INTPs are unlikely to be the target of bullying themselves. INTPs don’t rely on other people very much. In fact, they usually look at their fellow workmates and interactions with them as barriers to getting their work done rather than as a source or support or social affirmation. INTPs don’t usually need others’ approval to feel good or confident, so their disapproval is usually little more than a mild inconvenience rather than something that can cause the INTP pain.
INTPs are extremely rational people in the way they think and act and they spend a lot of their time using their introverted thinking dominant to improve this internal rationality. This dedication to logical thinking and self-improvement is one of their greatest strengths in the workplace. Most INTPs will be naturally drawn to the types of jobs which require a lot of abstract thinking and analysis, and they’ll work in peaceful solitude towards solutions to problems that have bothered people forever. As long as they’re given that space and freedom to work to their own schedules and routines, they’ll be veritable powerhouses in the workplace.
INTPs often struggle to understand and be understood by their workmates. INTPs are very logical and rational and focus on data and information to an astonishing degree. This makes them veritable storehouses of information, but it doesn’t help their people skills. This can make it difficult for INTPs to feel connected to and interact with their workmates. They often try quite hard at this, but struggle to understand more emotional types as well as people who aren’t as rational as they are. And there are not very many personality types that can match an INTPs rationality. INTPs are also introverts, which just adds to the problem. They like a lot of time alone, thinking and mining through data, and will quickly become exhausted if they’re in the company of other people, particularly people they don’t know well, for long periods of time. As a result, INTPs can feel quite disconnected from their workmates and have no real idea how to overcome this problem. This isn’t always obvious on the surface either, INTPs can learn to be charming and personable with practice, but this can’t make up for a deeper emotional connection and it’s this lack that sometimes bothers this type.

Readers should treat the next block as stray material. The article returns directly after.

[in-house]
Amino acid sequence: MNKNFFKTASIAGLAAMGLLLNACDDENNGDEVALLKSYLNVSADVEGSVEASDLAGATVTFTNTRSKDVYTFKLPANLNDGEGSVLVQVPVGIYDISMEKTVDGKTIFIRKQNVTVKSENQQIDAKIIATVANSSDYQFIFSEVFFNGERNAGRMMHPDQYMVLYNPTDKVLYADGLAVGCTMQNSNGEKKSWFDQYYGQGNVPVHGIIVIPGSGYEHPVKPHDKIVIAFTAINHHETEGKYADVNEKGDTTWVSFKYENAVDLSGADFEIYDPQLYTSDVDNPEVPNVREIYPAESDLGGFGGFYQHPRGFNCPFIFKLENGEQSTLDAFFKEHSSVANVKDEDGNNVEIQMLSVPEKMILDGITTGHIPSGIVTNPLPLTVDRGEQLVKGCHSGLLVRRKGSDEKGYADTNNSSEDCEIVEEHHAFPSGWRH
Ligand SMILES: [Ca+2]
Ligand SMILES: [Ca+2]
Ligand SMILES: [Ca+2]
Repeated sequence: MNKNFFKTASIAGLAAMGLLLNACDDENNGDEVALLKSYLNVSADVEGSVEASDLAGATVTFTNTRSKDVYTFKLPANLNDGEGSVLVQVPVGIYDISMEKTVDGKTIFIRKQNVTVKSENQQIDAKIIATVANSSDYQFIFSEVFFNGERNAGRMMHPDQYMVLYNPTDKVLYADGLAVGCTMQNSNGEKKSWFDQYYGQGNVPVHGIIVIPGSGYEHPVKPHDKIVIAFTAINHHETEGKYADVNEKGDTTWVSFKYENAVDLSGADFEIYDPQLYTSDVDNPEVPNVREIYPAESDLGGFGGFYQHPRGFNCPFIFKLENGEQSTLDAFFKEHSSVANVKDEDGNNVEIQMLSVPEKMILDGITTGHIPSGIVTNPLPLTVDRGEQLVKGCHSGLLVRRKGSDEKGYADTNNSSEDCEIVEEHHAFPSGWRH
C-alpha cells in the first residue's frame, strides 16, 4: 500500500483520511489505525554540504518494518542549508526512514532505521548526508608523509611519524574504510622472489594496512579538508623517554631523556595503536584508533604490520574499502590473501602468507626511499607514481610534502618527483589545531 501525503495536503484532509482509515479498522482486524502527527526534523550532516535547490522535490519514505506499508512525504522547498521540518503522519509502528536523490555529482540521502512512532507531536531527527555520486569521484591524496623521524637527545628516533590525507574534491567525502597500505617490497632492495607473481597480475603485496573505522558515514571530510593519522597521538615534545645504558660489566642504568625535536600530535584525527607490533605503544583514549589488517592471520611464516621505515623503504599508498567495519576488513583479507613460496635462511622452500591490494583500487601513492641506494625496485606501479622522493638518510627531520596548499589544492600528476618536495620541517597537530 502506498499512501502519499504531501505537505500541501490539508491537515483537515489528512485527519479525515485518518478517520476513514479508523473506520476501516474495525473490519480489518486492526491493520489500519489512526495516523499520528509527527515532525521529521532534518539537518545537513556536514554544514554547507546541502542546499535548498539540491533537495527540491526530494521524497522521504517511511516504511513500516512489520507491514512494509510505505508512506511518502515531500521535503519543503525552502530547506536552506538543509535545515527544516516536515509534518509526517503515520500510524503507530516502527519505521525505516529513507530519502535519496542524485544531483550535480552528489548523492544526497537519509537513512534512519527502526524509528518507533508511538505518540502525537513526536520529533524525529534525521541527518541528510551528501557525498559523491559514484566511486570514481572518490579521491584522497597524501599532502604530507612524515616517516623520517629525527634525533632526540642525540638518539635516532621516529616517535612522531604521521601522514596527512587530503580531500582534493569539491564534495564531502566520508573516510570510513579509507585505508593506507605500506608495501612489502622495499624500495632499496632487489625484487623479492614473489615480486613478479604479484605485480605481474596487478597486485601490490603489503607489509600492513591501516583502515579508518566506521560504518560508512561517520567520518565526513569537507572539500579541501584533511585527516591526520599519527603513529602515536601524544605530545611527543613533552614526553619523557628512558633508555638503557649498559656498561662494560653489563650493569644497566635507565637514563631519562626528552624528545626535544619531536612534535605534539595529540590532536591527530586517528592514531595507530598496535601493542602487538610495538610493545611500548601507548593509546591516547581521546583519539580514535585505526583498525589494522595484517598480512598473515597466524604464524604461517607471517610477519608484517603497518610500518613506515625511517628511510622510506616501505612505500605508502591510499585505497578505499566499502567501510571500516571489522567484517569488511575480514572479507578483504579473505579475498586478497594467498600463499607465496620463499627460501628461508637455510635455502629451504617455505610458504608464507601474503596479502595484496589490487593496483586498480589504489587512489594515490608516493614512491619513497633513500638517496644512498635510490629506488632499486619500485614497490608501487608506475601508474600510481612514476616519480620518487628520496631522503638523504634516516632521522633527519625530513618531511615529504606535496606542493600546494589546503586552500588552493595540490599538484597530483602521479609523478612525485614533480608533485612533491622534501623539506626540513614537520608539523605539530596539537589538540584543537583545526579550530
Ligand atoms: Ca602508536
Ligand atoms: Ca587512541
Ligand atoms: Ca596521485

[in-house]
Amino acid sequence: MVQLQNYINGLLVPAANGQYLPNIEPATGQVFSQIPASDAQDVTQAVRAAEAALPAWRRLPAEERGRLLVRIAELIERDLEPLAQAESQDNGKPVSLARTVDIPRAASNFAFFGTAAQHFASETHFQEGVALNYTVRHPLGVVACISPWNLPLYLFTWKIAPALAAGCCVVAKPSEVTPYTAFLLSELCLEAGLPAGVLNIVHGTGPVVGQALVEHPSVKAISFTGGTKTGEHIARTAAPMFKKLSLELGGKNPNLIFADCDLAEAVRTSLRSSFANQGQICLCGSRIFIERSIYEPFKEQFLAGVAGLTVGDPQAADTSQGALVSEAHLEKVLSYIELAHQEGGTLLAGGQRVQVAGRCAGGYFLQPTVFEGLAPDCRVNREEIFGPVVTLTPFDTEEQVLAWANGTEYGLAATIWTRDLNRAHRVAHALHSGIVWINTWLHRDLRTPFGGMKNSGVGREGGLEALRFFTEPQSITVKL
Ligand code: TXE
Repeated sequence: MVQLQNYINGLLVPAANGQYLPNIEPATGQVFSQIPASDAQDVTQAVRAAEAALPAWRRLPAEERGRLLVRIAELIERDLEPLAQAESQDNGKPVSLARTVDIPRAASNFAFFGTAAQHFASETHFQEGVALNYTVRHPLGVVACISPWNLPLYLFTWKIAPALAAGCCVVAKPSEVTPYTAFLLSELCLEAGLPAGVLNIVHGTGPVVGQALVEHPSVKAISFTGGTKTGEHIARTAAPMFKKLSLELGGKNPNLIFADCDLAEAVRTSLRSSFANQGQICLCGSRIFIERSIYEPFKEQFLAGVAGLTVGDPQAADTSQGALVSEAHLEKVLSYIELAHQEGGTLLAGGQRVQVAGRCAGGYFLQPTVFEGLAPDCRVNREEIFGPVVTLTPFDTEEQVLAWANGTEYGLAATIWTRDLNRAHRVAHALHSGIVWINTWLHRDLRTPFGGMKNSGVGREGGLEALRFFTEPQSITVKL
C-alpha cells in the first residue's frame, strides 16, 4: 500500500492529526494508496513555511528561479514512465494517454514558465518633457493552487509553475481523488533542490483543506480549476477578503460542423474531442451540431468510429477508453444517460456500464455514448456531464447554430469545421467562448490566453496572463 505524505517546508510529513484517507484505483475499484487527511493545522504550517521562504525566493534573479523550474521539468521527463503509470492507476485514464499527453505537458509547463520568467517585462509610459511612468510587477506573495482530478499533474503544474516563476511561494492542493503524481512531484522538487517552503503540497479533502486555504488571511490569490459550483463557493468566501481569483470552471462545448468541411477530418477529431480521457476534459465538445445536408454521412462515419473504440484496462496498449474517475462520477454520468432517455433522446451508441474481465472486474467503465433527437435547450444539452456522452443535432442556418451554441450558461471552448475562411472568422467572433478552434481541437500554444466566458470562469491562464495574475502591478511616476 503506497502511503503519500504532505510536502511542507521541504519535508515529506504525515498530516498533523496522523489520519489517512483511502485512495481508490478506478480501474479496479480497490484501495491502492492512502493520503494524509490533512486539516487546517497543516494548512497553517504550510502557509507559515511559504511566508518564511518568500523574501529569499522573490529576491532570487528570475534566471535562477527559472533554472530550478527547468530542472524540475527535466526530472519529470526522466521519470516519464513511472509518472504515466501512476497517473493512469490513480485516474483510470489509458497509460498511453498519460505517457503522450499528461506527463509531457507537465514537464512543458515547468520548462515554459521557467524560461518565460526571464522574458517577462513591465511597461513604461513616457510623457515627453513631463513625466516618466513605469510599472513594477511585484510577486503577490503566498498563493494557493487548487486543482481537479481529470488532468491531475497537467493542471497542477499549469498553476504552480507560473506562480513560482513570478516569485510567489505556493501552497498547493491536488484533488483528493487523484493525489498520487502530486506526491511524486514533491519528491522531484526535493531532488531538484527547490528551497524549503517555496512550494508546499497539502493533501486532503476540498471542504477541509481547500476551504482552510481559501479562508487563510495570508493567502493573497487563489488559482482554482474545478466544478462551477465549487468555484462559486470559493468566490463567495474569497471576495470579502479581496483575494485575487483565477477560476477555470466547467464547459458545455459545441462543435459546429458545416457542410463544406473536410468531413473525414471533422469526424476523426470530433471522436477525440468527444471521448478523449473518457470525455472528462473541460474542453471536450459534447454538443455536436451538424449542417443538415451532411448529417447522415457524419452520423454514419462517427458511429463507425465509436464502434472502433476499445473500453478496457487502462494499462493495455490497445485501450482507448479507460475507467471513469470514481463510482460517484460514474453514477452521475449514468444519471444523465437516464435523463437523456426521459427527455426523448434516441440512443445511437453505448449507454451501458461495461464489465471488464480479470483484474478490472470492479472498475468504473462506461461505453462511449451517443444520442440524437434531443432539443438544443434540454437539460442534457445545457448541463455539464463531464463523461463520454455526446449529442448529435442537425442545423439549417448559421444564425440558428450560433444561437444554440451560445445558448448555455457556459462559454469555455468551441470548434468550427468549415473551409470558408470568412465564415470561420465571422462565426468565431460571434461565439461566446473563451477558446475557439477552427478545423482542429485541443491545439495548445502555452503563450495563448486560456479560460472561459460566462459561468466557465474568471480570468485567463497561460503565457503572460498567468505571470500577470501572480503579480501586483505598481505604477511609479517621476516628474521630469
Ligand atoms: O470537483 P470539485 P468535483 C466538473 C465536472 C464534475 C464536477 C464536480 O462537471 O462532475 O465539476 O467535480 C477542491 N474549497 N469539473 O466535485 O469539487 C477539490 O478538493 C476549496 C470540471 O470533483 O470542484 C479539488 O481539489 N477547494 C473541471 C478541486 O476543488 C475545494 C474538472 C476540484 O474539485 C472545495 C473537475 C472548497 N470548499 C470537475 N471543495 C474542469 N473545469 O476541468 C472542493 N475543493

INTPs can be quite sharp and blunt when they talk. They rely on pure data rather than emotion, so they often speak quickly and precisely. To them, this is an efficient way to interact with others, but it can cause a lot of misunderstandings with other types who rely more on emotions. Because of their style of talking, INTPs can easily insult or offend other people and make their already strained working relationships even more complicated and difficult.
INTPs are usually one of the smartest people in their workplace in terms of how much information they can take in and understand, but this doesn’t always help with their working relationships. This type usually struggles to connect with their workmates, and sometimes spend their working life isolated and wondering how they can overcome this barrier and interact on a warmer level with the people around them.
- Dr. Drenth, A. J. “How INTPs & INFPs Can Use Extraverted Intuition (Ne) to Cultivate More Meaningful Lives“. (Retrieved Apr 2018).
- Dr. Drenth, A. J. “Introverted Thinking (Ti) vs Extraverted Thinking (Te): INTP vs INTJ“. (Retrieved Apr 2018).
- “INTP – The Scientist“.
- “The INTP Career Path“.
- “The INTP as an Entrepreneur“.
- “Best Jobs For Your Personality“.